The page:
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Travel to Egypt

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  • E G Y P T

  • Fascination with Egypt can start young and can last a lifetime, as theres no other place in the world that holds more mystery and allure.

    If visiting Egypt has been a lifelong dream of yours, then travel with us to Kemet (the ancient name for Egypt, meaning Land of Magic) on a MAGICAL MYSTERY TOUR.

  • Land of Magic and Mystery Story and photos by Mary Sequoia Hamilton

    EGYPT

  • Recently, my 11 year-old son has been studying about Ancient Egypt in the classroomand at home. Weve mummied his Power Rangers in tightlywrapped toilet tissue (embedded with costume jewelry to simulate amulets and drenched in perfume-scented oils), ceremoniously placed them in shoebox cofns, and buried them in the backyard.

    Weve TiVod dozens of History Channel programs pondering intriguing mysteries: Did Cleopatra commit suicide, or was she murdered? How is a pyramid built? Did the ancient Egyptians really know the cure for baldness and migraines?

    Weve written our names in Egyptian hieroglyphs and explored myths surrounding the symbols in a persons name. (If your name has an M, represented by an owl, legend has it that you possess innate wisdom; R is the symbol of a mouth and refers to those who appreciate good conversations and food; and L, well, you may be perceived as bossy, stubborn and sometimes grouchy, just like a lion.) We even constructed a model pyramid out of marshmallows and hot glue

    and had a modern mess when we forgot to unplug the hot glue gun.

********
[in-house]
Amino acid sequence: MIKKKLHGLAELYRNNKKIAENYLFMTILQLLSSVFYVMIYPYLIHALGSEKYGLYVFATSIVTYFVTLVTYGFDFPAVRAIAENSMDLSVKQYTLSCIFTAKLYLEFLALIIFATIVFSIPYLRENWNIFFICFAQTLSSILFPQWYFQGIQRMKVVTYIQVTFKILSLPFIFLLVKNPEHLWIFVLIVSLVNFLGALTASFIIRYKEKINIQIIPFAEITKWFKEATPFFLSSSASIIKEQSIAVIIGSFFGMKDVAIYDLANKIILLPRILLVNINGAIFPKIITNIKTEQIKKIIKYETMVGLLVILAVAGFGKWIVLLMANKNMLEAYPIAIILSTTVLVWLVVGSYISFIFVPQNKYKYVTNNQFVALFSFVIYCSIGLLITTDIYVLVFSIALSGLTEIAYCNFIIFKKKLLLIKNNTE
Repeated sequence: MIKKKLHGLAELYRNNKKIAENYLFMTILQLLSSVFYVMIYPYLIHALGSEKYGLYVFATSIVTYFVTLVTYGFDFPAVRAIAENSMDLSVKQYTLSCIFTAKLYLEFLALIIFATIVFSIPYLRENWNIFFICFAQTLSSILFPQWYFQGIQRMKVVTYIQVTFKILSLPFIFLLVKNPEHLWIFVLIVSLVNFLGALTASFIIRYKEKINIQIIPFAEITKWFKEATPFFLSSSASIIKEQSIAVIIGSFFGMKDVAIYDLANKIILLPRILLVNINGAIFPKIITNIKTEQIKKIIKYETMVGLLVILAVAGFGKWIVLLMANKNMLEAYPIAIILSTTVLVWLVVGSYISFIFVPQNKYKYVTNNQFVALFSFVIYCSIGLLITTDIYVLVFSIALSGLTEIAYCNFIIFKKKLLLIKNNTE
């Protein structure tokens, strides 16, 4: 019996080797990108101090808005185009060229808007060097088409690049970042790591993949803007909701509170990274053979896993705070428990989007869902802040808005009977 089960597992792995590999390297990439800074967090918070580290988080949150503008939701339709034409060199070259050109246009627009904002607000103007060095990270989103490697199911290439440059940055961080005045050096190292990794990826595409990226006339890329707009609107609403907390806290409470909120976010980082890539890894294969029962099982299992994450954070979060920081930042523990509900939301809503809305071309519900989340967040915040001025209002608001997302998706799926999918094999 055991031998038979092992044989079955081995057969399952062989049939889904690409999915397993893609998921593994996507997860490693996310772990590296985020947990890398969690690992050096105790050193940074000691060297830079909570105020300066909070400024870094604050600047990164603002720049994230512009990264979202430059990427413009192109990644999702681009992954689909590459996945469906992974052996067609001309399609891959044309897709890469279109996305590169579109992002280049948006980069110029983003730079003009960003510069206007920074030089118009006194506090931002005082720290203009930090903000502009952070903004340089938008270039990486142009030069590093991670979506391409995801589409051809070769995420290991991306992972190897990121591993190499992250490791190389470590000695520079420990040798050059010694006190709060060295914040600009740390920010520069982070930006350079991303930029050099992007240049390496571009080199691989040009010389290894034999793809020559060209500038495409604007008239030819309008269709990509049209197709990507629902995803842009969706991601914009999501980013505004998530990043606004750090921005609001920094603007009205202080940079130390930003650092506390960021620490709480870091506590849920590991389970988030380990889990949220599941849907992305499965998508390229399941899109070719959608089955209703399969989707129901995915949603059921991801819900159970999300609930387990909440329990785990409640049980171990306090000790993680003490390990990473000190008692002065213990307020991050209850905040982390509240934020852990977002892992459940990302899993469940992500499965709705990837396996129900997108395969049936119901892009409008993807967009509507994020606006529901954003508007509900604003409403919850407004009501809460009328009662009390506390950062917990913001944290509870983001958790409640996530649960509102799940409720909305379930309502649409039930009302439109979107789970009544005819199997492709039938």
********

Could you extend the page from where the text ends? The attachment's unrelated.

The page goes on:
Fascination with Egypt can start young and can last a lifetime, as theres no other place in the world that holds more mystery and allure.

    When media magnate William Randolph Hearst was about my sons age his mother took him on

    a world tour of Europe and Egypt where he gathered ideas and inspiration from

    the grandeur and scale of castles, temples, art and history. In fact, Hearst was so enthralled with Egypt that he returned again, at the age of 29, on what a colleague described as a photographic orgy returning to

    the U.S. with 3,200 images of the Nile, pyramids and natural surroundings as

    well as art, antiquities and a collection of mummies.Travel writer, Amelia Edwards, who penned

    A Thousand Miles up the Nile in the late 1800s, described the ancient land of mysteries as a place of which no writing and no art can convey more than a dwarfed and pallid impression.

    Bottom line: You have to visit Egypt for yourself.(continues on next page)

  • Apparently, about 11 million people did just that, swelling Egypts tourism up 22% from last year and up 300% from a mere 3.8 million visitors per year a decade ago. Egypts Tourism Ofce forecasts thatby 2011, theyll need to construct 2,500 new 100-bed hotels just to accommodate the global guests.

    Makes sense since Egypt is crowning Top Destinations lists all over the world and ranks with the best of best in books like 100 Places to See Before You Die. (Ironically, the coauthor of that best-seller died this past year at 47 years young, having visited only half of the destinations on his list.)